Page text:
Osborn isn’t the only Day 3 selection to eventually find himself in the starting lineup under Spielman’s watch. Guard Oli Udoh may have become a punchline in 2021. However, he started 16 games after climbing the roster as a sixth-round selection in 2019. Furthermore, defensive ends Ifeadi Odenigbo (2017) and Stephen Weatherley (2016) took three years to become effective rotational pieces.

But Day 3 selections aren’t expected to be starters as rookies. The Spielman-era Vikings were open to playing late-round picks in their rookie year if they were ready. Second-round pick Brian O’Neill was a former tight end and expected to sit on the bench as a rookie while he put on weight in 2018.

He was thrust into the starting lineup due to injuries elsewhere on the roster, though, and outperformed incumbent starter Rashod Hill immediately. O’Neill started the final 11 games of his rookie season and has held the job ever since. He made his first Pro Bowl in 2021.

The Vikings selected cornerback Mackensie Alexander with the 54th-overall pick in 2016. An outside corner at Clemson, the Vikings moved him inside to be their nickelback. But the position change kept him on the sideline. Minnesota limited him to 67 snaps in 13 games.

Alexander began to rotate into the starting lineup in 2017 with Terence Newman, seeing 324 snaps in 14 games. He finally supplanted the long-time veteran in 2018, playing 564 snaps and finishing the season with a 78.1 grade from Pro Football Focus.

One year before Alexander was drafted, rookie cornerback Trae Waynes had his own struggles getting on the field. The 11th-overall selection in the 2015 draft played mostly on special teams as a rookie and saw only 195 defensive snaps in 15 games. Opponents picked on him early in 2016, but Waynes started getting more snaps as the season wore on.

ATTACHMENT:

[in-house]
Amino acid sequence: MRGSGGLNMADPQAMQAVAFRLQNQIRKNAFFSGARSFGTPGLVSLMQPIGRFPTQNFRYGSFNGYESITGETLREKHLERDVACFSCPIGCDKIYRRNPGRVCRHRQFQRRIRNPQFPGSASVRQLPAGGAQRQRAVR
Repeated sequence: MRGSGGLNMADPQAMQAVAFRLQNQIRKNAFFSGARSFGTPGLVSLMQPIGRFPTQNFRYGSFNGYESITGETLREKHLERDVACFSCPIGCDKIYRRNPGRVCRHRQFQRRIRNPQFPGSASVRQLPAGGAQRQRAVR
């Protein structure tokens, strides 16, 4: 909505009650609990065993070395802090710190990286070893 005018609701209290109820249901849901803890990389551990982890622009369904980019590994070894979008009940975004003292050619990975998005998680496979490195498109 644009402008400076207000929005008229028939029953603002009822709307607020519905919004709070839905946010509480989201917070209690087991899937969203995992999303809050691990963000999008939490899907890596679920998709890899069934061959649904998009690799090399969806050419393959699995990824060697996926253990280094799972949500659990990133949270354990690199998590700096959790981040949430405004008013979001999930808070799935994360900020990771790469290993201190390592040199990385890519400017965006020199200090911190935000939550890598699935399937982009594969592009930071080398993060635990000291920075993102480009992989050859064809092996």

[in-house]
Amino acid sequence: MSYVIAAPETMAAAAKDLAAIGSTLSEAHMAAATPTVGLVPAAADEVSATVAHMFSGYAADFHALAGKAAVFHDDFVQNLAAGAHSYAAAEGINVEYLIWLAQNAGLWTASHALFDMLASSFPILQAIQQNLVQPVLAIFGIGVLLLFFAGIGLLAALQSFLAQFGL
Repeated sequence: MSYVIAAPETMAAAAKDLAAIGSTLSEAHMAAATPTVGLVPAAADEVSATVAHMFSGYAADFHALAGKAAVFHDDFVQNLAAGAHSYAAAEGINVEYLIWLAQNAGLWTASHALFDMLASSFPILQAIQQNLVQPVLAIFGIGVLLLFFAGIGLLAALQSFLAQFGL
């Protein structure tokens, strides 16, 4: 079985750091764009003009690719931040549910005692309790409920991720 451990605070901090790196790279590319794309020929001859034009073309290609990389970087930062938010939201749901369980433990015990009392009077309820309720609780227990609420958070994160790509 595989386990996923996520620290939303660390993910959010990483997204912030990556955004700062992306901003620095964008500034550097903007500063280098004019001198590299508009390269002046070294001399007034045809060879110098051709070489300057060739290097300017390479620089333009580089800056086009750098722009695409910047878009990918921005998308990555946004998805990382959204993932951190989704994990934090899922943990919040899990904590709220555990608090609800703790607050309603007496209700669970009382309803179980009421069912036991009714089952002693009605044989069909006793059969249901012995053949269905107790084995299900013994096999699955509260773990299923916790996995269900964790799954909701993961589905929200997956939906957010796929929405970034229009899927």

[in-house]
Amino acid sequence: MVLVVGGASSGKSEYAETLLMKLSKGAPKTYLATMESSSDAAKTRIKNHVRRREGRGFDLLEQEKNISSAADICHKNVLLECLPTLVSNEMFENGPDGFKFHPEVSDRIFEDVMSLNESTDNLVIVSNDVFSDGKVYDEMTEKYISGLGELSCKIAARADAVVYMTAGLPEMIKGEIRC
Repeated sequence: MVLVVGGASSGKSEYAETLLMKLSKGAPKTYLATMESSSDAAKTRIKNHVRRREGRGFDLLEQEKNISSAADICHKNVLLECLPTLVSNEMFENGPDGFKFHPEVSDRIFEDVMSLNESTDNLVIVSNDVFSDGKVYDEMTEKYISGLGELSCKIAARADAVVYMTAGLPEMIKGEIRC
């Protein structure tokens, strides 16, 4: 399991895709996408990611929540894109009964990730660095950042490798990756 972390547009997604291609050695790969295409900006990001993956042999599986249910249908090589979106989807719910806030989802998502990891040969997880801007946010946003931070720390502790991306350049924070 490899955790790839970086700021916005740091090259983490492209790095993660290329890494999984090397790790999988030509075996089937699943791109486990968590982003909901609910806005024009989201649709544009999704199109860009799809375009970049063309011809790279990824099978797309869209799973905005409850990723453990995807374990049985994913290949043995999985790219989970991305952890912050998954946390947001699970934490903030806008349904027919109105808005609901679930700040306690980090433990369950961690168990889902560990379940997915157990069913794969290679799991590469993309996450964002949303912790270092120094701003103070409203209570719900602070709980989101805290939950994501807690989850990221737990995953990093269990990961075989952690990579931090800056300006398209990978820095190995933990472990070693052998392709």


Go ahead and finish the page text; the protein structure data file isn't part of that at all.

Waynes would start six of the final eight games of the season. He was a full-time starter by 2017. He graded out with a 70.9 overall defensive grade, helping the Vikings become the top-ranked defense in the league. Waynes’ time on special teams as a rookie also helped him polish his tackling, a weakness coming out of college. From 2016 to 2019, he never finished a season with less than a 74.7 run defense grade from PFF.

So while Minnesota’s 2021 class may not have provided much immediate impact, that doesn’t mean that they will be a collective failure. Fourth-round defensive end Janarius Robinson missed the entire season following a preseason injury after creating training camp buzz. Sixth-round defensive tackle Jaylen Twyman was considered a value selection, but he missed the whole season after being a victim of a shooting before the season started.

Also, consider that a new staff will coach the 2021 class, and they are under a lot less pressure than Zimmer was. With fresh faces on the staff who may be able to better connect with today’s athletes, it would be wise for fans to enter the 2022 season with an open mind. A new coaching staff doesn’t guarantee success. But it could mean that we could see surprises that supplement a 2022 rookie class that will likely field a couple of Day 1 starters.